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Food Culture: Did You Know

Cultural Influences

The United States is known as a melting pot of people and cultures—an identity that often extends to the kitchen.

Some foods are known for being all-American—the phrase “as American as apple pie” is commonly used to invoke the iconic nostalgia of classic American culture—but have origins in one of many immigrant populations that made their homes in the US. Take, for example, apple pies, which were introduced to the New World by German immigrants.

American cuisine is easily considered a hybridization of many flavors from around the world. Italian-American and Tex-Mex (American-style Mexican) cuisines are imbued with American variations of traditional foods, as are cuisines from other parts of the world.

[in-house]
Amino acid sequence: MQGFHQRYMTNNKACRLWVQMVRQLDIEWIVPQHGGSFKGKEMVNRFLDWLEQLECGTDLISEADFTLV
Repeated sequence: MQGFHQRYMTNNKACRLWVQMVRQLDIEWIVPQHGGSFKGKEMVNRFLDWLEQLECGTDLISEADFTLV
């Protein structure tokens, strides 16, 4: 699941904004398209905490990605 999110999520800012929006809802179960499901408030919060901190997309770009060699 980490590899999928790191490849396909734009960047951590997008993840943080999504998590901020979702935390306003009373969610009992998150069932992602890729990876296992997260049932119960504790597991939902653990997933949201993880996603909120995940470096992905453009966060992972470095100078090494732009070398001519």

Chinese restaurants serve General Tso chicken and fortune cookies—both Americanisms—while American-style sushi is available at both Japanese restaurants and many to-go venues.

Given the multi-ethnic population of the United States, enclaves of ethnic cooking conserve the flavors of their origins.

Cultural festivals often include street food that celebrates the heritage of local communities.

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